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Fertility history and cognition in later life

Read, Sanna and Grundy, Emily ORCID: 0000-0002-9633-1116 (2017) Fertility history and cognition in later life. Journals of Gerontology - Series B Psychological Sciences and Social Sciences, 72 (6). 1021 - 1031. ISSN 1079-5014

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Identification Number: 10.1093/geronb/gbw013


Objectives To investigate the association between fertility history and cognition in older men and women. Method We analyzed associations between number of children (parity) and timing of births with level and change in cognition among 11,233 men and women aged 50+ in England using latent growth curve models. Models were adjusted for age, socioeconomic position, health, depressive symptoms, control, social contacts, activities, and isolation. Results Low (0–1 child) and high parity (3+ children) compared to medium parity (2 children) were associated with poorer cognitive functioning, as was an early age at entry to parenthood (<20 women/23 men). Many of these associations disappeared when socioeconomic position and health were controlled. For women, however, adjusting for socioeconomic position and social contacts strengthened the association between childlessness and poor cognition. Late motherhood (>35) was associated with better cognitive function. Conclusion Associations between fertility history and cognition were to large extent accounted for socioeconomic position, partly because this influenced health and social engagement. Poorer cognition in childless people and better cognition among mothers experiencing child birth at higher ages suggest factors related to childbearing/rearing that are beneficial for later cognitive functioning, although further research into possible earlier selection factors is needed.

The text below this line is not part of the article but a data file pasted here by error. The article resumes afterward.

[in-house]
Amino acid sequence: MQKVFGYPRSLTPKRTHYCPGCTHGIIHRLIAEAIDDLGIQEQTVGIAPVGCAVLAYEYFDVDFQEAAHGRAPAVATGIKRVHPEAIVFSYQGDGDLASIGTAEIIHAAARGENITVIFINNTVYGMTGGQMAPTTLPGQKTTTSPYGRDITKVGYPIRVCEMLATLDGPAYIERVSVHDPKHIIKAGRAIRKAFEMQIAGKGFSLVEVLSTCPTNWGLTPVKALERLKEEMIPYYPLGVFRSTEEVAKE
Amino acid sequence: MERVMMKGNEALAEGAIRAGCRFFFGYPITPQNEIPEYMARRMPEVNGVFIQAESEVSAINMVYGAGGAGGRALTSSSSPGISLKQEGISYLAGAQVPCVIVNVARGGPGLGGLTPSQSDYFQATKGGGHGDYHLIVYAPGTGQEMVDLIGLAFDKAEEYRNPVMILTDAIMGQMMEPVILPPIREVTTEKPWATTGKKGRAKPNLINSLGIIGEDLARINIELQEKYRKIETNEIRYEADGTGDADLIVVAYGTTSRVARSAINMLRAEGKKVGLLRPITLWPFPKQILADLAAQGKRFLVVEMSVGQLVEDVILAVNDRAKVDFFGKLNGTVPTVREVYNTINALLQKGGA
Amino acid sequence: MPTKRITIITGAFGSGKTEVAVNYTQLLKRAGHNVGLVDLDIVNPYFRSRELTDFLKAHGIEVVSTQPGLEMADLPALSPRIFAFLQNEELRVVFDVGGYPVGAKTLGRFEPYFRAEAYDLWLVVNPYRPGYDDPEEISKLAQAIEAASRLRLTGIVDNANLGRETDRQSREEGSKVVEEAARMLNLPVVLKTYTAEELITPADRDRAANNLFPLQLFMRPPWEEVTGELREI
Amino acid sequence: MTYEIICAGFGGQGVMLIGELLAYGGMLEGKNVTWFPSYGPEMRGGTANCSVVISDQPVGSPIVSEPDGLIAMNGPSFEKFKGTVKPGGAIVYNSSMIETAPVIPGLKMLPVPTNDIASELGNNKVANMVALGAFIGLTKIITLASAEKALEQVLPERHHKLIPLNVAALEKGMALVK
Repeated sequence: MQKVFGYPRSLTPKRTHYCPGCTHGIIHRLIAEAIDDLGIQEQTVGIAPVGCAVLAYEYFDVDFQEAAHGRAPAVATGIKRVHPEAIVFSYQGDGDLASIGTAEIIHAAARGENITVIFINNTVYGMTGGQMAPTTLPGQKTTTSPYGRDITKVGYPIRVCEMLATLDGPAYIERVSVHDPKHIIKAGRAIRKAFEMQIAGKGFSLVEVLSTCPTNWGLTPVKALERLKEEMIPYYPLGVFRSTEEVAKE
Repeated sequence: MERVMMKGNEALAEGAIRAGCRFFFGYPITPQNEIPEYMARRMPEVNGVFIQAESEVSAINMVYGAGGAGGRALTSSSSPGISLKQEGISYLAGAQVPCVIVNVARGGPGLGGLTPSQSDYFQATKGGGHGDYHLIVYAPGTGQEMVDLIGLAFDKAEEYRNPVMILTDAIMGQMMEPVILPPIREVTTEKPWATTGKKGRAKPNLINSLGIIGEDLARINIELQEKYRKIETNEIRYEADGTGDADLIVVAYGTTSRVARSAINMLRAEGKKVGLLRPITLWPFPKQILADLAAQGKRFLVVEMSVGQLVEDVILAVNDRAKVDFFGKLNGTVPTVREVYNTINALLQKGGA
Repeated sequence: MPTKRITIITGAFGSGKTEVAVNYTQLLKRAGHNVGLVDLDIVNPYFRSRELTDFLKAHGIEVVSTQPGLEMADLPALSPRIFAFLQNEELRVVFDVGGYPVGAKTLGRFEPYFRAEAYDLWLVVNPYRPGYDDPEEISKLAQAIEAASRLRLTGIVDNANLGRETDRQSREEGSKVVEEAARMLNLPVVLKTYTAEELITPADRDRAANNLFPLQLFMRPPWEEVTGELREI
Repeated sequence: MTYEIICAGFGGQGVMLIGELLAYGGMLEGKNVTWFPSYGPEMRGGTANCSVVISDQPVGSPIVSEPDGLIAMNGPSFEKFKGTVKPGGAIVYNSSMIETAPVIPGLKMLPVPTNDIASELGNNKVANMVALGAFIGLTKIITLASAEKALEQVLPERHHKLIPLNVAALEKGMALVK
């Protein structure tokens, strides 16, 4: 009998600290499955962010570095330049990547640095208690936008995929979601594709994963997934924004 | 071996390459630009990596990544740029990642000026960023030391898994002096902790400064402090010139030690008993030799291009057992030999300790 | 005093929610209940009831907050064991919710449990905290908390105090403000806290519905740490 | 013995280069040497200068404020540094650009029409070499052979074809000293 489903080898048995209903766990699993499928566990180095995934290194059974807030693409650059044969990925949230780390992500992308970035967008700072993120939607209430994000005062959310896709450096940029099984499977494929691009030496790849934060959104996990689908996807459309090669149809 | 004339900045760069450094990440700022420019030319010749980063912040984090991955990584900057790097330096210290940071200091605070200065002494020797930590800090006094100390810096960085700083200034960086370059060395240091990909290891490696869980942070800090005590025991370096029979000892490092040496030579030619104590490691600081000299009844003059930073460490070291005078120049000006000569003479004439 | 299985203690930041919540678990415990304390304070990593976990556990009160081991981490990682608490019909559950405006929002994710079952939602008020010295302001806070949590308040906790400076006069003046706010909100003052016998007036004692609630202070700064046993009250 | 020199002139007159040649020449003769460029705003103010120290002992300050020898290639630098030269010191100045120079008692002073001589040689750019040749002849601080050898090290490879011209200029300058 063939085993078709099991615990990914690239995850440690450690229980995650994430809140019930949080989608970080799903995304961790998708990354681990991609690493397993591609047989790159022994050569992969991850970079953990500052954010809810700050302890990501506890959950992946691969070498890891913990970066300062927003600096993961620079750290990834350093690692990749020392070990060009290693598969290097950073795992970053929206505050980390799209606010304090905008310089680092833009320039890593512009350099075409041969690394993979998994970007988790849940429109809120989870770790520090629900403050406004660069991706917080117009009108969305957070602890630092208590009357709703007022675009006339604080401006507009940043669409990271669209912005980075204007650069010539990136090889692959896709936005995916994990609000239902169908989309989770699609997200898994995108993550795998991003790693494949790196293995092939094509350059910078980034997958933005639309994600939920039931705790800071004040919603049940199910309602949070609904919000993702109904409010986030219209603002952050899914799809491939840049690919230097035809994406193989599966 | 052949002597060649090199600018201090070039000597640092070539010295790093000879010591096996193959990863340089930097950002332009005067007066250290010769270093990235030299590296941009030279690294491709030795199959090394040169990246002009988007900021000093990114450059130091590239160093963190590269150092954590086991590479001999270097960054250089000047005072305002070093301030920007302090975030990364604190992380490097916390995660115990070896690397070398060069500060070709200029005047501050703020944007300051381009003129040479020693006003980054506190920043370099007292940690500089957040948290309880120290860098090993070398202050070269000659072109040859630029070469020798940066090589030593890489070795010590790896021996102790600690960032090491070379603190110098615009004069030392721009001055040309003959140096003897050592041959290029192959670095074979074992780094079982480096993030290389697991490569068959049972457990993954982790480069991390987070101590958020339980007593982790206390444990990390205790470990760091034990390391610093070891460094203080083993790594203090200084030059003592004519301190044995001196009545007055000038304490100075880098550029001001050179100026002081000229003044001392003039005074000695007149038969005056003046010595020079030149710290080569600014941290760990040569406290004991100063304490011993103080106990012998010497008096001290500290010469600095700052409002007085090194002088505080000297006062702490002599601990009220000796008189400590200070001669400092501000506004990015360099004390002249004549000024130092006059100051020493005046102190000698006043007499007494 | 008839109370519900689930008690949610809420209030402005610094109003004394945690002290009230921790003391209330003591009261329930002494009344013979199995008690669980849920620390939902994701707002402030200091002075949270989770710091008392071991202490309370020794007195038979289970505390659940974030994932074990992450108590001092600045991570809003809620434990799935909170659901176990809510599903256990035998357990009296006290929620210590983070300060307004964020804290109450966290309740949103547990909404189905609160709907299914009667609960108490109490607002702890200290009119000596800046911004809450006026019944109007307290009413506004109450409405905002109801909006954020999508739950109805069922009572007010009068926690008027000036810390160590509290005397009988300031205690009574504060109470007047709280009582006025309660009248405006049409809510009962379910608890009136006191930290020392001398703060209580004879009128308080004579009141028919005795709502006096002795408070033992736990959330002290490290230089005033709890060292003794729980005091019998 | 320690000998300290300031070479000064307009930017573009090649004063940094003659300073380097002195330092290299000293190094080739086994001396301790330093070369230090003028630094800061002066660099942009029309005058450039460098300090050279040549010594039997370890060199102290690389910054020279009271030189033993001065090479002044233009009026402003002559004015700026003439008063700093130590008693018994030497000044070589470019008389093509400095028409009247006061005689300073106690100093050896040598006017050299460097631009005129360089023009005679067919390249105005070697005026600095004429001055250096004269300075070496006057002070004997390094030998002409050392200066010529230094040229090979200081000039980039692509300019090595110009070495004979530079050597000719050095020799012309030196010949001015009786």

Item Type: Article
Official URL:
Additional Information: © 2016 The Authors
Divisions: Social Policy
Subjects: H Social Sciences > HN Social history and conditions. Social problems. Social reform
H Social Sciences > HQ The family. Marriage. Woman
R Medicine > RZ Other systems of medicine
Date Deposited: 16 Feb 2016 11:15
Last Modified: 22 May 2024 05:33
Projects: ES/L001896/1, 324055
Funders: Economic and Social Research Council, National Institute for Health Research, European Research Council Advanced

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